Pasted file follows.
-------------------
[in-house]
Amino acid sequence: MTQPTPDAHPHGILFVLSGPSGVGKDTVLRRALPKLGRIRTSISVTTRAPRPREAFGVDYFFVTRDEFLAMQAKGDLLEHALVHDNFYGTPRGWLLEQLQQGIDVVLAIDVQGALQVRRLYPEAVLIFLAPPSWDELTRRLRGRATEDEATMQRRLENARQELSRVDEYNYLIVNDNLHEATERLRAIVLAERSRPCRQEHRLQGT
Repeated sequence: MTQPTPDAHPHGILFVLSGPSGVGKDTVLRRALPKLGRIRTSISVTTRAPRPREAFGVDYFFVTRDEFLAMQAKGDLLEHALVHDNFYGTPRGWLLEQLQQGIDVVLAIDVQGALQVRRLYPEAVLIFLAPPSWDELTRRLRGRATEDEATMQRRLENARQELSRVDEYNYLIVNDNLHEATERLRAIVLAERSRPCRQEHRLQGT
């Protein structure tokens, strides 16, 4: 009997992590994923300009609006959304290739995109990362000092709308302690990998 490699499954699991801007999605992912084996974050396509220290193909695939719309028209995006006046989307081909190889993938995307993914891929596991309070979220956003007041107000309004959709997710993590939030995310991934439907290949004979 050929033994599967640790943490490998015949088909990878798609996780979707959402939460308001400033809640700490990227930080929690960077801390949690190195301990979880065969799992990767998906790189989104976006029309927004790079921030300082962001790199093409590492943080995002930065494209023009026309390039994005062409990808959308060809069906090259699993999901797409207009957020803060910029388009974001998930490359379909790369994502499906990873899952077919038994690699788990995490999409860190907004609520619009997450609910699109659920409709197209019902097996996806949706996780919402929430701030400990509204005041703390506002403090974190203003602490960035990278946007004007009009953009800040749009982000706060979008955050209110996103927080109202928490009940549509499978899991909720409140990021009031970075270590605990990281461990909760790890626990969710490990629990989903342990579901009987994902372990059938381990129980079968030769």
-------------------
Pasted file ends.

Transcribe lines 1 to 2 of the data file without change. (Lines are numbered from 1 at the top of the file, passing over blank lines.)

[in-house]
Amino acid sequence: MTQPTPDAHPHGILFVLSGPSGVGKDTVLRRALPKLGRIRTSISVTTRAPRPREAFGVDYFFVTRDEFLAMQAKGDLLEHALVHDNFYGTPRGWLLEQLQQGIDVVLAIDVQGALQVRRLYPEAVLIFLAPPSWDELTRRLRGRATEDEATMQRRLENARQELSRVDEYNYLIVNDNLHEATERLRAIVLAERSRPCRQEHRLQGT